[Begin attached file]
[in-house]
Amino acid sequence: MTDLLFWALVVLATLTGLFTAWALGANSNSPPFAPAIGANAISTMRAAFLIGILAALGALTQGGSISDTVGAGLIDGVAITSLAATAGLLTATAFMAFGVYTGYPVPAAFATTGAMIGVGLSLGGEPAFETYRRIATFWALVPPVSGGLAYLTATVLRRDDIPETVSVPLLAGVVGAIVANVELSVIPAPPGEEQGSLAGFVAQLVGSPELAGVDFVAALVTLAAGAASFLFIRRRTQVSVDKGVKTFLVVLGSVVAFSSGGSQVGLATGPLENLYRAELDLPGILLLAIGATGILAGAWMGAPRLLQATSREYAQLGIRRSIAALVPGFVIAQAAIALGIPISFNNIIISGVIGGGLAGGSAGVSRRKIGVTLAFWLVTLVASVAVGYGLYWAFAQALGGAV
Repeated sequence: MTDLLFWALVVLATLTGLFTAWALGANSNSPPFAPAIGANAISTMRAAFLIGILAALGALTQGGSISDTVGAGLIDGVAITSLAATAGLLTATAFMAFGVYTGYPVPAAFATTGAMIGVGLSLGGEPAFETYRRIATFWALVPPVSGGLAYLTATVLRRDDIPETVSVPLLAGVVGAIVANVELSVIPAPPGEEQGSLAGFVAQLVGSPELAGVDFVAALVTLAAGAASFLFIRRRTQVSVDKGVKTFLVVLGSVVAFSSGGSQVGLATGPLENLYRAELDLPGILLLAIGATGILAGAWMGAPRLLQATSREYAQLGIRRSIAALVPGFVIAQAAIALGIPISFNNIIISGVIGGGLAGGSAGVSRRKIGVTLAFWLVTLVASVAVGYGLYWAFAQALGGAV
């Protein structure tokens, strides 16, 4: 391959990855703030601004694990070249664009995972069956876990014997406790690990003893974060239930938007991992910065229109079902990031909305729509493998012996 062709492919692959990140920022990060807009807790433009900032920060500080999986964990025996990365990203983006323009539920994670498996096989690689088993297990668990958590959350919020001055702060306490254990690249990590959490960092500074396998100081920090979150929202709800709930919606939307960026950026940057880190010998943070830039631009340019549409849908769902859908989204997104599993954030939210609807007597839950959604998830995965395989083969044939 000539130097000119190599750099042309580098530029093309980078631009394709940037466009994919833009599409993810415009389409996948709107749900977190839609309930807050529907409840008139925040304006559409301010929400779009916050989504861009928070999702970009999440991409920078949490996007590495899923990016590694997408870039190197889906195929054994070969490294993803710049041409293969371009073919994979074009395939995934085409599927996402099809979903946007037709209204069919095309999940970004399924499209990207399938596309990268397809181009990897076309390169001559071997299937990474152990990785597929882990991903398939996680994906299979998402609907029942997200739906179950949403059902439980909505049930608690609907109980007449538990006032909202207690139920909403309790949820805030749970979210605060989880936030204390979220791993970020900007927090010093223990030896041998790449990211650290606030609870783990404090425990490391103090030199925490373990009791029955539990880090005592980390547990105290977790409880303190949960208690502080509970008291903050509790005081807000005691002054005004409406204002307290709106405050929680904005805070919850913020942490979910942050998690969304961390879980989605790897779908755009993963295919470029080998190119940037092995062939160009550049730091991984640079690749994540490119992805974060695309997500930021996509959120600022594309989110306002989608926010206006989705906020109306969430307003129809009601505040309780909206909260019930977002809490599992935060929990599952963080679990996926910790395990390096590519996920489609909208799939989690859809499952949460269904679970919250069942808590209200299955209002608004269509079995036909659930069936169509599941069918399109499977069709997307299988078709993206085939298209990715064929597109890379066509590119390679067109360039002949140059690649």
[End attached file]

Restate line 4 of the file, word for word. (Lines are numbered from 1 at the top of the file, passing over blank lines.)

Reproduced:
């Protein structure tokens, strides 16, 4: 391959990855703030601004694990070249664009995972069956876990014997406790690990003893974060239930938007991992910065229109079902990031909305729509493998012996 062709492919692959990140920022990060807009807790433009900032920060500080999986964990025996990365990203983006323009539920994670498996096989690689088993297990668990958590959350919020001055702060306490254990690249990590959490960092500074396998100081920090979150929202709800709930919606939307960026950026940057880190010998943070830039631009340019549409849908769902859908989204997104599993954030939210609807007597839950959604998830995965395989083969044939 000539130097000119190599750099042309580098530029093309980078631009394709940037466009994919833009599409993810415009389409996948709107749900977190839609309930807050529907409840008139925040304006559409301010929400779009916050989504861009928070999702970009999440991409920078949490996007590495899923990016590694997408870039190197889906195929054994070969490294993803710049041409293969371009073919994979074009395939995934085409599927996402099809979903946007037709209204069919095309999940970004399924499209990207399938596309990268397809181009990897076309390169001559071997299937990474152990990785597929882990991903398939996680994906299979998402609907029942997200739906179950949403059902439980909505049930608690609907109980007449538990006032909202207690139920909403309790949820805030749970979210605060989880936030204390979220791993970020900007927090010093223990030896041998790449990211650290606030609870783990404090425990490391103090030199925490373990009791029955539990880090005592980390547990105290977790409880303190949960208690502080509970008291903050509790005081807000005691002054005004409406204002307290709106405050929680904005805070919850913020942490979910942050998690969304961390879980989605790897779908755009993963295919470029080998190119940037092995062939160009550049730091991984640079690749994540490119992805974060695309997500930021996509959120600022594309989110306002989608926010206006989705906020109306969430307003129809009601505040309780909206909260019930977002809490599992935060929990599952963080679990996926910790395990390096590519996920489609909208799939989690859809499952949460269904679970919250069942808590209200299955209002608004269509079995036909659930069936169509599941069918399109499977069709997307299988078709993206085939298209990715064929597109890379066509590119390679067109360039002949140059690649």